Two of an innumerable number of possible configurations for an inverter circuit are shown in
These inverter configurations all typically drive the load with a predominantly sinusoidal arc current. Other inverter configurations could be used, at the risk of increasing the lamp current crest factor, to drive a current consisting of the sum of two or more distinct carrier frequency sinusoids. Each of these sinewaves could be modulated with a different information signal, enabling the possibility of using a single lamp to send multiple channels of information, for which a receiver could individually tune and detect.
Three different example load configurations, again from an almost innumerable number of variations, are illustrated in
The third circuit shown in
In a multi-lamp fixture, notice that several configurations are possible. As shown in
At the heart of the invention is some circuit means to enable frequency modulation or pulse code frequency modulation of the lamp 34 light. For purposes of illustration, it is assumed that the switch period is determined by the action of a hysteresis oscillator, as is found in the IR2155 or the classic 555 timer circuit. A hysteresis comparator or set of comparators is included in the control chip or circuitry. The switch period is normally set by this comparator and the values of Rt and Ct, which work together to create an oscillator. In the present invention, the timing circuit 32 is modified to permit analog frequency modulation (FM) or digital pulse code modulation of the inverter timing, and therefore the lamp current. It should be understood that a wide range of possibilities exist for determining the timing of a switch period and the pattern of switch activation in the inverter. Any timing circuit that permits frequency modulation or digital pulse code modulation (W. M. Siebert, Circuits, Signals, and Systems, McGraw-Hill, New York, N.Y., 1986), e.g., with half-weight block codes, does not depart from the spirit or scope of the invention.
For illustration purposes, three different modulation circuits designed to modulate the behavior of the hysteresis oscillator are shown in
The circuit in
The circuit in
The present invention transmits coded data by varying the operating frequency of the lamp ballast. If the signal to be transmitted is an analog AC signal with a minimum frequency content above that of the human visual perception range for flicker and a maximum frequency content significantly below the nominal switch frequency of the inverter, it is sufficient to apply the signal directly to the input of one of the modulation circuits in
However, to encode a digital or discrete-level message in the lamp light, it is generally not sufficient to simply employ a direct frequency-shift-keying (FSK) scheme. Suppose for example, that we wished to transmit a string of bits, zeros and ones. In a simple FSK scheme a zero bit might be assigned an arc frequency of 36 kHz and a one bit assigned to 40 kHz. In this case, a long run of logic zeros followed by a long run of logic ones would result in a noticeable flicker in light intensity during the transition. Instead, this invention employs coding schemes that ensure that the light will not flicker visibly.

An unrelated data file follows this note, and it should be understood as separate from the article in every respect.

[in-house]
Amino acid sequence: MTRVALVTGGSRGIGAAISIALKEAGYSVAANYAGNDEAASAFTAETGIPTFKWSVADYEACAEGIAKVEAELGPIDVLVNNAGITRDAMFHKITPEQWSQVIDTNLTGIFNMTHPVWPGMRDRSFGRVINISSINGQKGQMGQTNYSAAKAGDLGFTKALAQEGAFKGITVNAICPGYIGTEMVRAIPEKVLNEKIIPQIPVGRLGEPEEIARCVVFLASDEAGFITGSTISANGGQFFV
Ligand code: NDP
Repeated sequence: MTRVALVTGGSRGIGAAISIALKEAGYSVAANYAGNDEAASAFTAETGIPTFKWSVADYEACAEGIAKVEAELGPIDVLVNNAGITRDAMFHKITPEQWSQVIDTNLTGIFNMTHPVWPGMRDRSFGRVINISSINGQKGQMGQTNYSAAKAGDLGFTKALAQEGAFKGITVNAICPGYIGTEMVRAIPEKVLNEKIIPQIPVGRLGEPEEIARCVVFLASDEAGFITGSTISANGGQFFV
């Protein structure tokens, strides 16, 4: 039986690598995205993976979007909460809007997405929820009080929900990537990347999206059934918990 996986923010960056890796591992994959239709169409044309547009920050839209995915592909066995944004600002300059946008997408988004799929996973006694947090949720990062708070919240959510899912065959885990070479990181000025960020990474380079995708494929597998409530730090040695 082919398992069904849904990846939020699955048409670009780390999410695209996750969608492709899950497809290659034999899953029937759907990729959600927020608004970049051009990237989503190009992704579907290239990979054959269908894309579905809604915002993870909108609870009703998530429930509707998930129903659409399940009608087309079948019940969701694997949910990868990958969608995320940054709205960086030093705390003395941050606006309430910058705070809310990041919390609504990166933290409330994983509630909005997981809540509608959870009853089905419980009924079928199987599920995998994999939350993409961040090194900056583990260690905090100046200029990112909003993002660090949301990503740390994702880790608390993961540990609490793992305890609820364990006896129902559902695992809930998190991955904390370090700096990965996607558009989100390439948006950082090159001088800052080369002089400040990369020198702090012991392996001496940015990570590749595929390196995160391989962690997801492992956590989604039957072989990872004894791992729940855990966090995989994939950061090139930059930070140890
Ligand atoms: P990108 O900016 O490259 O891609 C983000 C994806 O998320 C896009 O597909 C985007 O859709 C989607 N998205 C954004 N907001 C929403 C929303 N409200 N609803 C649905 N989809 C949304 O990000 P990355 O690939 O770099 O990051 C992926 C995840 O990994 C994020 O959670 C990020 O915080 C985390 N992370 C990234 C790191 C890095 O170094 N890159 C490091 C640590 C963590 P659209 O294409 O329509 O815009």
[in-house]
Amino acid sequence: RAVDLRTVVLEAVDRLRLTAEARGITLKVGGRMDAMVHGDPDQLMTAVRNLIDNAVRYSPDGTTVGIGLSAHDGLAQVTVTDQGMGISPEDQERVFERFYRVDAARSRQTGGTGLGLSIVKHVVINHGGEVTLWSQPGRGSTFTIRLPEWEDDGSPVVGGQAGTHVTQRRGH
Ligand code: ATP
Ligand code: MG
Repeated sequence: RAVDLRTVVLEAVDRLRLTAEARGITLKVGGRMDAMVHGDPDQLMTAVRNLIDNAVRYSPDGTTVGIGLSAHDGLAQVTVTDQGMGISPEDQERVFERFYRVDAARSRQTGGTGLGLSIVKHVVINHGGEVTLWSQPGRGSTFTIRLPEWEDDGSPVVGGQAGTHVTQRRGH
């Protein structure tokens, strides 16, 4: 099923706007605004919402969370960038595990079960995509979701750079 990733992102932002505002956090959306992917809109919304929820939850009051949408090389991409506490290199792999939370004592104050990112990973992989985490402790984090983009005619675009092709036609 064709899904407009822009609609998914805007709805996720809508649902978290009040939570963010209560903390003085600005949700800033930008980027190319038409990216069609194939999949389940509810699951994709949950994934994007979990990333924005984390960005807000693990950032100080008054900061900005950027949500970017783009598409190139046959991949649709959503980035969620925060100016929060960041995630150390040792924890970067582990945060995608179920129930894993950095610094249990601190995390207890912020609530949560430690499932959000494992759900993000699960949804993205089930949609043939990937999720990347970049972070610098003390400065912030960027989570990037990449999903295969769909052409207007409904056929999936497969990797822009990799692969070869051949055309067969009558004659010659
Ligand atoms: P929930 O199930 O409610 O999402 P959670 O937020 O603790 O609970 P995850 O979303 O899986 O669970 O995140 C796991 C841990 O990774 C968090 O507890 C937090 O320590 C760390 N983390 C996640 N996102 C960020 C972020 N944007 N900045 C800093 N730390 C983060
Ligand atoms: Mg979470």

One method is the “sideband FM method,” a modification of the approach used to transmit analog signals. Two different frequency values of sidebands around the arc current center frequency are used to represent the binary values. Since the two sidebands are shifted equal but opposite amounts around the carrier or center frequency, the average frequency remains the same and no flicker is observed. The other method involves shifting the base frequency of the light, but using a coding scheme more complex than a simple binary code to represent the signal. The prior art reports a three level code being used with each binary bit being represented by three different frequencies of the light. In this way, the average frequency remains the same. Unexpectedly and fortuitously, we have found that a two value coding, such as Manchester encoding, also allows binary bits to be transmitted with no observable flicker regardless of the nature of the data strings. We will refer to this modulation as “two level coding.”
For example, in one of our prototypes, a two-level half-weighted coding scheme was used to eliminate visible flicker while transmitting digital data. The two level coding is based on Manchester coding, which is common in computer networks. It is employed to additional advantage in this invention to eliminate visible flicker. Manchester coding is one of a class of half-weight block codes that are suitable for this application (E. Bergmann, A. Odlyzko, and S. Sangani, “Half Weight Block Codes for Optical Communications,” AT&T Technical Journal, Vol. 65, No. 3, May 1986, pp. 85–93). This two-level code shifts the arc frequency every Tsw seconds, where a typical value is Tsw=2 milliseconds. A one or a zero bit does not correspond to a particular arc frequency, but rather, to a two-level pattern in arc frequency. The patterns are illustrated in